In the documents above, we have the field entryCharge. Let’s say that we need to find a festival whose entryCharge is less than 1,500 (could be dollars, euros, or another currency). We can accomplish this by running the following script:

curl -XGET 'http://localhost:9200/festivals/music/_search?&pretty=true&size=3' -d '{
"query": {
   "filtered": {
     "filter": {
       "script": {
         "script": "doc[\"entryCharge\"].value <cutoff",
         "params" : {
           "cutoff" : 1500
         }
       }
     },
     "query": {
       "match_all": {}
     }
   }
}'

After running this at the terminal, you’ll see that the results consist of only those festivals whose entry charge is less than a value of 1,500.

Finding Fields that Have Equal Values

As we examine the start and end dates, we see that festivals vary in duration. Some extend up to four days; others are one-day events. Suppose now that we need to filter out the one-day festivals. How do we accomplish this? Thinking carefully, we realize that one-day festivals have the same start date and end date, so we can filter out the festivals that have the same value for both the startDate and endDate. We could run a script such as this one:

curl -XGET 'http://localhost:9200/festivals/music/_search?&pretty=true&size=3' -d '{
  "query": {
    "filtered": {
      "filter": {
        "script": {
          "script": "doc[\"startDate\"].value == doc[\"endDate\"].value"
        }
      }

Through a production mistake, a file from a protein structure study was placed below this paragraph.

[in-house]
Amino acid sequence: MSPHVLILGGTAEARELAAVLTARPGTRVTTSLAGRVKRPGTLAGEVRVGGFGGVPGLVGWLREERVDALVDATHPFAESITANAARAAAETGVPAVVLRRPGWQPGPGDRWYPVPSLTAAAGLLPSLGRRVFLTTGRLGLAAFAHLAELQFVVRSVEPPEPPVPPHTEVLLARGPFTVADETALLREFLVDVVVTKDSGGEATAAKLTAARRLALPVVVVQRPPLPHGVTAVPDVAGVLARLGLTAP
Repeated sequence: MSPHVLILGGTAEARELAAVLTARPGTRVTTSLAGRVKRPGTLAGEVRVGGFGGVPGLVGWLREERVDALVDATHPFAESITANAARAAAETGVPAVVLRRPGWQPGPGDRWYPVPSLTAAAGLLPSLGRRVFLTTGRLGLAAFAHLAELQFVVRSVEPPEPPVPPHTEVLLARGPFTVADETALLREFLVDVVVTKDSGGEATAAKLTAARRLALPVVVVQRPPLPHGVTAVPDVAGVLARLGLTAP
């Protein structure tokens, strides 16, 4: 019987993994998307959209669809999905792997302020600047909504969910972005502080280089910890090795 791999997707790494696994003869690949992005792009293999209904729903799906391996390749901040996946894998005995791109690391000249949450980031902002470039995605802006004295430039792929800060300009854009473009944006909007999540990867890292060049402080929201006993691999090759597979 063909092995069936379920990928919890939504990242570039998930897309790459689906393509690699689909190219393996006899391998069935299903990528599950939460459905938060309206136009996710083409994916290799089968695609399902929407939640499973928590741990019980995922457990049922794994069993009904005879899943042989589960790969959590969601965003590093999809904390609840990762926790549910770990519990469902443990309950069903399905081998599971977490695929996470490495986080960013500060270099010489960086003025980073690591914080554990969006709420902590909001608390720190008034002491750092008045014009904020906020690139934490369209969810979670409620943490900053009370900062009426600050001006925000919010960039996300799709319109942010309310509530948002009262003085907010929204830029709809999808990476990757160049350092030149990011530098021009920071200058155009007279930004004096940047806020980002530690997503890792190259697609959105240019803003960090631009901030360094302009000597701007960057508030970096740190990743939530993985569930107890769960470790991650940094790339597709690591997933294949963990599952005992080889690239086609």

}
  }
}'

Filter According to a Count of Matching Values

In each of the documents you’ll find the reviews array, which contains participant review information. Let’s say that we need to find which festivals have the highest rating of “excellent.” Maybe our boss tells us that we should classify the festival into our highest rating category if the term “excellent” occurs more than twice in the reviews array. We can implement this filtering logic by running the following script:

curl -XGET 'http://localhost:9200/festivals/music/_search?&pretty=true&size=3' -d '{
  "query": {
    "filtered": {
      "filter": {
        "script": {
          "script": "_index['reviews']['excellent'].tf() > 2"
        }
      }
    }
  }
}'


Filter According to an Array Index

Let’s go further to see how to apply filters to array operations. We’ll again look at the reviews array that we mention in the previous section. We could look at all reviews given by the a specific reviewer. Let’s focus on the reviewer in the first element of the array. In our example, this would be the element reviews[0]. Now, if we need to know how many festivals this reviewer has given a rating of “excellent,” what would we do? One approach is to examine the first element in the reviews array for a match on the string “excellent,” which we could do with the following script:

curl -XGET 'http://localhost:9200/festivals/music/_search?&pretty=true&size=3' -d '{
  "query": {
    "filtered": {
      "filter": {
        "script": {
          "script": "for(pos :  _index['reviews'].get('excellent',_POSITIONS)){ if(pos.position == 0) { return true}};return false;"
        }
      }
    }
  }
}'

Since we know you’ve got many demands on your time, we’ll stop here. In this article, we’ve seen how to implement filters using scripts for various operations, including filtering according to threshold value, comparing two fields, filtering according to counts on specific values, and filtering by an array index. In the next article, we’ll look at scripts for various scoring methods in Elasticsearch.